Where-And How-To Go In 2021

As the rollout of COVID-19 vaccines prompts glimmers of a re-energized travel industry, some trends for travel this year seem to be taking shape. As Tom Marchant, co-founder of luxury travel operator Black Tomato sees it, those include traveling “low and slow:” taking fewer connecting flights, spending longer in one destination, exploring locally by car, train, bicycle or on foot. An emphasis on conservation, traveling with purpose, the desire for remote destinations, which surfaced in 2020 travel, should continue as well.

“The ‘search for silence’ is one that is top of mind when it comes to client requests,” he explains. “These are remote destinations, yes, but most importantly they offer an authentic reset, recalibration with room to think, to feel, to reflect – a real purity at play with minimal light, sound and air pollution.”

Bucket list trips are also high on the list. “The pent-up desire to get out and experience the world in extraordinary ways has never been more palpable,” according to Marchant. “As COVID, and even simply physical distance, has kept many close-knit families and groups of friends apart, we are seeing a surge in these kinds of bookings for 2021 and beyond, including mesmerizing and meaningful bucket list trips for multi-generational families and groups of friends. This not only gives people something truly wondrous to look forward to but will serve for many as not only an extraordinary reunion but a celebration of being together.”

These trips suggested by the company fits into all of those trends.

Egypt  To view the country’s iconic, historic sights, a 12 day trip starts onboard a dahabiya, a traditional sailing barge enhanced to luxury standards, to experience slow travel on the Nile from Luxor to Aswan by private charter. Along the way, guests will be provided with  after-hours access to the Valley of the Kings including access to usually off limits tombs alongside an expert Egyptologist guide. In Cairo, they’ll have a pre-opening private tour of the Pyramids in Giza where they can watch the sunrise over the pyramids with no one else around and enter the usually closed base of the Sphinx. The trip also includes time spent in lesser-visited Siwa where guests will embark on a private jeep safari to the Great Sand Sea, a common resting place for the fossils and mummies of past millennia.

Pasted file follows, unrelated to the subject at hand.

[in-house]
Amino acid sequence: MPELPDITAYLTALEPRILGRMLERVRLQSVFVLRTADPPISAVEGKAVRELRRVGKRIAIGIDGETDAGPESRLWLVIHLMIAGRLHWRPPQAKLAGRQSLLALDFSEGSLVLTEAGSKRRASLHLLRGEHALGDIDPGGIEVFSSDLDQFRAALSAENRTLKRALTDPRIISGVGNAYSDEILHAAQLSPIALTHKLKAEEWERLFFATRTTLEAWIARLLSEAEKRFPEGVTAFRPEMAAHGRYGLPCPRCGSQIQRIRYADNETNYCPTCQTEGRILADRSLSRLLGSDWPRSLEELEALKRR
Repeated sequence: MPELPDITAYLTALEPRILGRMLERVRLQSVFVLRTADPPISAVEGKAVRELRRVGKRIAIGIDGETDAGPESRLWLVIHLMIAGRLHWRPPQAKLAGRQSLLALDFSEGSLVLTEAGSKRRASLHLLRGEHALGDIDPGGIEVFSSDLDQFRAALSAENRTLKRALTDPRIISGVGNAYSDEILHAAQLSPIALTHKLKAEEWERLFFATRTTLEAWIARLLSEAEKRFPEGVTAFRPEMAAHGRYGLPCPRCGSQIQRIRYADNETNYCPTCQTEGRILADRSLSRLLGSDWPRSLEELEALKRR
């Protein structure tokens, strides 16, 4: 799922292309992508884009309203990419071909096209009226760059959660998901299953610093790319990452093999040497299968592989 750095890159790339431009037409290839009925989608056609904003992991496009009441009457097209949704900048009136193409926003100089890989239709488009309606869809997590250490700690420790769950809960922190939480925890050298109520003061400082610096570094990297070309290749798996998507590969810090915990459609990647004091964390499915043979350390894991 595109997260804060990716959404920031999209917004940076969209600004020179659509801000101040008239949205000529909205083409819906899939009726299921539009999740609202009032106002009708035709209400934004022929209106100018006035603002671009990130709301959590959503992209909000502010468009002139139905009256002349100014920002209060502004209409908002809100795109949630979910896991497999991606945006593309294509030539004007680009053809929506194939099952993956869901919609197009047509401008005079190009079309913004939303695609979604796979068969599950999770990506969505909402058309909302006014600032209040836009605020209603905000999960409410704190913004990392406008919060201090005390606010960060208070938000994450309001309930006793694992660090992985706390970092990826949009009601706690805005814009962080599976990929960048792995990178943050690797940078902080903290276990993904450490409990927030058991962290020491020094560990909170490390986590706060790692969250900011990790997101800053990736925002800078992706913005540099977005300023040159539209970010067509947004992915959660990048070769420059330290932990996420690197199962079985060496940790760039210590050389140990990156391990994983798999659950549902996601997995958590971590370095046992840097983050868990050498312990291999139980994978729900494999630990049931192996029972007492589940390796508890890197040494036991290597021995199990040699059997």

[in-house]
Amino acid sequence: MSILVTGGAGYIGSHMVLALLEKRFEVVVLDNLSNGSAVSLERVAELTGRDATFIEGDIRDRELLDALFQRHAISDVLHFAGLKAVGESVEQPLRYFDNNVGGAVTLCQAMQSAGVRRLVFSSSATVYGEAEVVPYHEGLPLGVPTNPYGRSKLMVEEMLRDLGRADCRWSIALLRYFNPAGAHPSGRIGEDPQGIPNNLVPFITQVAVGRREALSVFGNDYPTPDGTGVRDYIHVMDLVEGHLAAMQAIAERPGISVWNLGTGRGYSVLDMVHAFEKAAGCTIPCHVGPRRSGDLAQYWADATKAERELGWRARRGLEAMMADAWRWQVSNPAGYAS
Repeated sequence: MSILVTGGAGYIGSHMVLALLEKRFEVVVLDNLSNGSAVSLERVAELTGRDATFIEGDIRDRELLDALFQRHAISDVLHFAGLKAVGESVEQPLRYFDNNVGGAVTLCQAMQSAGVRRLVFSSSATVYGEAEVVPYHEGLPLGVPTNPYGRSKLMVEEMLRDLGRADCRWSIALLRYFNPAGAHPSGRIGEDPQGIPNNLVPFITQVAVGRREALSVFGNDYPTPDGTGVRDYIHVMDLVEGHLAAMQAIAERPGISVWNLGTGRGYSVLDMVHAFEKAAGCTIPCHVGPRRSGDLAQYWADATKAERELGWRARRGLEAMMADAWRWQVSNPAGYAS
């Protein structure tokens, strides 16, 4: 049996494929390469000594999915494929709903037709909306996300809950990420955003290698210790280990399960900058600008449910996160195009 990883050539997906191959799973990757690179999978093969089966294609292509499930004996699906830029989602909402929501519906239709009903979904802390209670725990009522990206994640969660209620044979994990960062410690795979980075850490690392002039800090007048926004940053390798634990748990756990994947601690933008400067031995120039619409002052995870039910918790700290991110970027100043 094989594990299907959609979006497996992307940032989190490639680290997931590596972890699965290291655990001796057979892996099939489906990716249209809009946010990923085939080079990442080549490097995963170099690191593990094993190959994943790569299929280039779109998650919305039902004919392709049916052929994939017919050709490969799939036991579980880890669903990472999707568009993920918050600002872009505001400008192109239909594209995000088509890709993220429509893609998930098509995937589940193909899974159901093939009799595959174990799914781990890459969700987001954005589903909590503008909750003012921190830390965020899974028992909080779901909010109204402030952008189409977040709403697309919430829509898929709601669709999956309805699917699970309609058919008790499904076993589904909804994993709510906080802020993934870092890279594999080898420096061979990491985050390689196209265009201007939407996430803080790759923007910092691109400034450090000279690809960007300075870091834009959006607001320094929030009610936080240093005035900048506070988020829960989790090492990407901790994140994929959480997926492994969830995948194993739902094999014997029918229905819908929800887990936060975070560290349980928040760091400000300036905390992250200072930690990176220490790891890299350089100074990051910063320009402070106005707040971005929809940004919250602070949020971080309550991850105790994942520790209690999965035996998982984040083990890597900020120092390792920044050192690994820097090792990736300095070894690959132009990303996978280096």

Antarctica A total solar eclipse is a special event, so is a journey to Antarctica. Combining the two doubles the excitement. The eclipse is scheduled for December 4, 2021 over Antarctica’s Scotia Sea and can be viewed during a ten night expedition aboard a private chartered vessel with its own submersible craft and helicopter for further explorations. After the eclipse, days can be spent heli skiing, whale watching from remote summits and camping out on the ice surrounded by penguins.